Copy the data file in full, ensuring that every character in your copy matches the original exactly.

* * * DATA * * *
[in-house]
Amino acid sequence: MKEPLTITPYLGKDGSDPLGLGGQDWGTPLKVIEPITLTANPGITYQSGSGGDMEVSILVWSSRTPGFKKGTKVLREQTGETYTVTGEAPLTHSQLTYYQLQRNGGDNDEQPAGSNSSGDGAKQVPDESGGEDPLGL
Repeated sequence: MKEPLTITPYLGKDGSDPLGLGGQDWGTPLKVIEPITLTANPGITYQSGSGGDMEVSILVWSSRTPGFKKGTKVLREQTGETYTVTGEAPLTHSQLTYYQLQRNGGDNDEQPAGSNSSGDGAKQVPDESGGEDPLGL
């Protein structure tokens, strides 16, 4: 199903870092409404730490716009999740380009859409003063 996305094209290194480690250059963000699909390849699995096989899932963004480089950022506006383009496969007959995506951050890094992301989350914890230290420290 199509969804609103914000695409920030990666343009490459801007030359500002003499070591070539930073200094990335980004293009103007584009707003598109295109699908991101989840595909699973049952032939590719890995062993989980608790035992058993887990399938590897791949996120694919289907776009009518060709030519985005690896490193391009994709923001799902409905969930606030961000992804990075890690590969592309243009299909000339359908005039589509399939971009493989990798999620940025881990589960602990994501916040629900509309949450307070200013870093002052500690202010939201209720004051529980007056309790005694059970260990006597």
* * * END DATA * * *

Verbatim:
[in-house]
Amino acid sequence: MKEPLTITPYLGKDGSDPLGLGGQDWGTPLKVIEPITLTANPGITYQSGSGGDMEVSILVWSSRTPGFKKGTKVLREQTGETYTVTGEAPLTHSQLTYYQLQRNGGDNDEQPAGSNSSGDGAKQVPDESGGEDPLGL
Repeated sequence: MKEPLTITPYLGKDGSDPLGLGGQDWGTPLKVIEPITLTANPGITYQSGSGGDMEVSILVWSSRTPGFKKGTKVLREQTGETYTVTGEAPLTHSQLTYYQLQRNGGDNDEQPAGSNSSGDGAKQVPDESGGEDPLGL
């Protein structure tokens, strides 16, 4: 199903870092409404730490716009999740380009859409003063 996305094209290194480690250059963000699909390849699995096989899932963004480089950022506006383009496969007959995506951050890094992301989350914890230290420290 199509969804609103914000695409920030990666343009490459801007030359500002003499070591070539930073200094990335980004293009103007584009707003598109295109699908991101989840595909699973049952032939590719890995062993989980608790035992058993887990399938590897791949996120694919289907776009009518060709030519985005690896490193391009994709923001799902409905969930606030961000992804990075890690590969592309243009299909000339359908005039589509399939971009493989990798999620940025881990589960602990994501916040629900509309949450307070200013870093002052500690202010939201209720004051529980007056309790005694059970260990006597």